Fall is an excellent time to perform home maintenance for preparing your home for winter, whether that means taking on the tasks yourself, hiring other people to perform the maintenance or a combination of the two.
To make that decision, consider:
- Whether you have the necessary tools and supplies
- If you’re physically capable of doing the work
- If you have knowledge of how the work should be done
- How you feel about climbing a ladder
- The risks that could occur if it’s cold or icy outside
- If you have enough time to complete the needed tasks before winter arrives
One task that is typically outsourced to experts is an annual furnace inspection in preparation for winter. According to Kiplinger.com, the average cost is $80 to $100 and, “If you act soon, you’ll minimize the chance of being 200th in line for repairs on the coldest day of the year.” You may feel comfortable taking on other tasks yourself. Keep reading for a comprehensive winter prep list to consider.
Winter Preparation Tasks
An article at BobVila.com breaks winter preparation tasks into five categories.
- Windows and doors:
- “Check all the weather stripping around windows and doorframes for leaks to prevent heat loss. Replace weather stripping, if necessary.”
- Lawn, garden and deck:
- “Trim overgrown branches back from the house and electrical wires to prevent iced-over or wind-swept branches from causing property damage or a power problem.”
- Tools and machinery:
- “Make sure you have an ample supply of ice melt or sand on hand for steps, walkways and the driveway.”
- Heating, ventilating and air conditioning:
- “Examine exposed ducts in the attic, basement and crawl spaces, and use a sealant to plug up any leaks.”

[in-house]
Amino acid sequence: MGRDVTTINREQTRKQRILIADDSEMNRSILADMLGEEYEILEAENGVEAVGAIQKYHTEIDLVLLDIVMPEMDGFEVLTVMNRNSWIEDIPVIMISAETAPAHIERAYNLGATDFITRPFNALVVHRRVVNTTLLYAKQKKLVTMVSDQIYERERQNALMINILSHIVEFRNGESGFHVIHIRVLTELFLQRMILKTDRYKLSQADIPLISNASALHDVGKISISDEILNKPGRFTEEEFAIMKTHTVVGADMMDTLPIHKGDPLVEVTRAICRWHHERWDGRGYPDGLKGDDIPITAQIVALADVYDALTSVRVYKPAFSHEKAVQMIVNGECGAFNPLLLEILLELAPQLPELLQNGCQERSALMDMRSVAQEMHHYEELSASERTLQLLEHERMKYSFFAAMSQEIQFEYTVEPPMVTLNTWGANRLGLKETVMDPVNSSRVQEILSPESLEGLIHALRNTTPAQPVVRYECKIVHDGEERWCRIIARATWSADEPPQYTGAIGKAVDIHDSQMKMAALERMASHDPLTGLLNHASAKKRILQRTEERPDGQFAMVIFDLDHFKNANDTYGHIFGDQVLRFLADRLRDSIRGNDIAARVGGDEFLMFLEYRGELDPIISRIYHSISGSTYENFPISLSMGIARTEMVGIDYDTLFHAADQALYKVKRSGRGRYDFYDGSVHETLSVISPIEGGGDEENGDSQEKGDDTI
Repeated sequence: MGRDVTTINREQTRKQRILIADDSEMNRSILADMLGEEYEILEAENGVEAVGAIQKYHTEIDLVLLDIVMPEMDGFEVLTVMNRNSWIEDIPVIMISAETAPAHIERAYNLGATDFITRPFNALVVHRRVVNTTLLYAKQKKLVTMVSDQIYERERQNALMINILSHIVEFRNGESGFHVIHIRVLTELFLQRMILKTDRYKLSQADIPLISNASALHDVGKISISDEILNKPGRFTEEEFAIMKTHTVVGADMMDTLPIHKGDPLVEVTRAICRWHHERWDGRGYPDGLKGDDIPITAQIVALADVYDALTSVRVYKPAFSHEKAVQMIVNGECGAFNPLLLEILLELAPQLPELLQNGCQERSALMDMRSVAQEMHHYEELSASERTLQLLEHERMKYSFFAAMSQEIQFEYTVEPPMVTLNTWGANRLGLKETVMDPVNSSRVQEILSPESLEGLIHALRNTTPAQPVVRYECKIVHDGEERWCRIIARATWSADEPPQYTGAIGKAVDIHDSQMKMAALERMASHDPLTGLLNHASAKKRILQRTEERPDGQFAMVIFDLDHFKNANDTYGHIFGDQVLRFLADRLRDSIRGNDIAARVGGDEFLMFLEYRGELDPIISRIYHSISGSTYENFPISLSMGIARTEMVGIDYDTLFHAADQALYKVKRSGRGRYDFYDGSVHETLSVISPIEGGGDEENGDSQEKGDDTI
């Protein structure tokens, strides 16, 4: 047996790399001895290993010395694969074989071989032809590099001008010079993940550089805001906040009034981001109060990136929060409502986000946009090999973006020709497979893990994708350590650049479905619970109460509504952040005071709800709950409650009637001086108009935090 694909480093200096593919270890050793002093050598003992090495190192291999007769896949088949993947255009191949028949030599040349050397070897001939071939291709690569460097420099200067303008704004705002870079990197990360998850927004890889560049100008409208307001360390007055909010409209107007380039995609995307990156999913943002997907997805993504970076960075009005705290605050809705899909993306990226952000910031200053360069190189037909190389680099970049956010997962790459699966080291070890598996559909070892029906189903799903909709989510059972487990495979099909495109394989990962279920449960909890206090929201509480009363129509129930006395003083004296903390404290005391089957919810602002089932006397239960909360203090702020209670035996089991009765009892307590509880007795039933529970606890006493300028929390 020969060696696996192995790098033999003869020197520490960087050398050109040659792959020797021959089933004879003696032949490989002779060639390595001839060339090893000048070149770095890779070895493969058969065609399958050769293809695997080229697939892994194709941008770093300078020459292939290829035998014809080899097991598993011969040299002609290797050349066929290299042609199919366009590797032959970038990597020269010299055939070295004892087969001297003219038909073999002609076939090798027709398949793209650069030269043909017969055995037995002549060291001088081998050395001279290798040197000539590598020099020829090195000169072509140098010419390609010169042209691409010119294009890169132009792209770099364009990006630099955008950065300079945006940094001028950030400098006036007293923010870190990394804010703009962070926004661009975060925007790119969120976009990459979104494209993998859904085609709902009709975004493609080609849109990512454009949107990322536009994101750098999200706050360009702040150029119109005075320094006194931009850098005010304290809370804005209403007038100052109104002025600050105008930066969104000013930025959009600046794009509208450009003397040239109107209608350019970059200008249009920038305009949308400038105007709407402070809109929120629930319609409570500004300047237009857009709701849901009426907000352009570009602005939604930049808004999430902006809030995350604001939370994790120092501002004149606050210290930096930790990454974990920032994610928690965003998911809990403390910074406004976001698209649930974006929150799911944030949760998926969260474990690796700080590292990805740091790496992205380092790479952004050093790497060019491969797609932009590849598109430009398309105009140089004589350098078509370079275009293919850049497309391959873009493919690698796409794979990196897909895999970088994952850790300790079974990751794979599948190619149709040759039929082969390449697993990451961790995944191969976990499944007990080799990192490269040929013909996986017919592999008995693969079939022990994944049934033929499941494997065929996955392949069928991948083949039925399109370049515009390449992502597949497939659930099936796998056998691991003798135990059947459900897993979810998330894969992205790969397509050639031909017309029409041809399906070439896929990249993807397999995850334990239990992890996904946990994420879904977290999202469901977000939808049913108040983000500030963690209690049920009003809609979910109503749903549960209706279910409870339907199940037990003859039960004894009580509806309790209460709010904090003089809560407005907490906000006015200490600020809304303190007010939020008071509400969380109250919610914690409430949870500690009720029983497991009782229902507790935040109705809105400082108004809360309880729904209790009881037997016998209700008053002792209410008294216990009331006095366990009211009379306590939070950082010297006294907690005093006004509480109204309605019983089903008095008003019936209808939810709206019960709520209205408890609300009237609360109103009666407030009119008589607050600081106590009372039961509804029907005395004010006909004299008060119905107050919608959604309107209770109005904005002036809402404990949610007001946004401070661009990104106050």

- Gutters, roof and drains:
- “Check for deteriorated flashing at the chimney, walls and skylights and around vent pipes. Seal joints where water could penetrate, using roofing cement and a caulking gun.”
- “By being proactive,” the author points out, “you’ll lower your energy bills, increase the efficiency and lifespan of your home’s components, and make your property safer.”
Older adults produce less body heat and so are more prone to hypothermia. So stay indoors when the temperatures plunge. If you can’t, then educate yourself about the signs of hypothermia and frostbite and how to react, and dress in layers. Change into dry clothes when you come back inside and keep your house at 65 degrees or higher.
Slipping on ice is a danger, so make sure your driveway and sidewalks stay shoveled. Ask your doctor if you can do so yourself or if it makes more sense to hire someone. Wear skid-resistant boots and, if you use a cane, make sure the rubber at the tip is in good shape.
Finally, if you use space heaters, make sure that they’re positioned far enough away from curtains or anything else that’s potentially flammable.
Stock your shelves with bottled water, just in case your pipes freeze, along with ingredients for warm comfort food—and keep shelves full enough that you won’t be caught short in a blizzard.
Don’t forget about winterizing your car, making sure the tires are properly inflated, the fluids are at optimal levels, your lights work—and the heater does, too. Keep your tank filled up at least halfway throughout the winter season and have a windshield scraper and blankets in your trunk.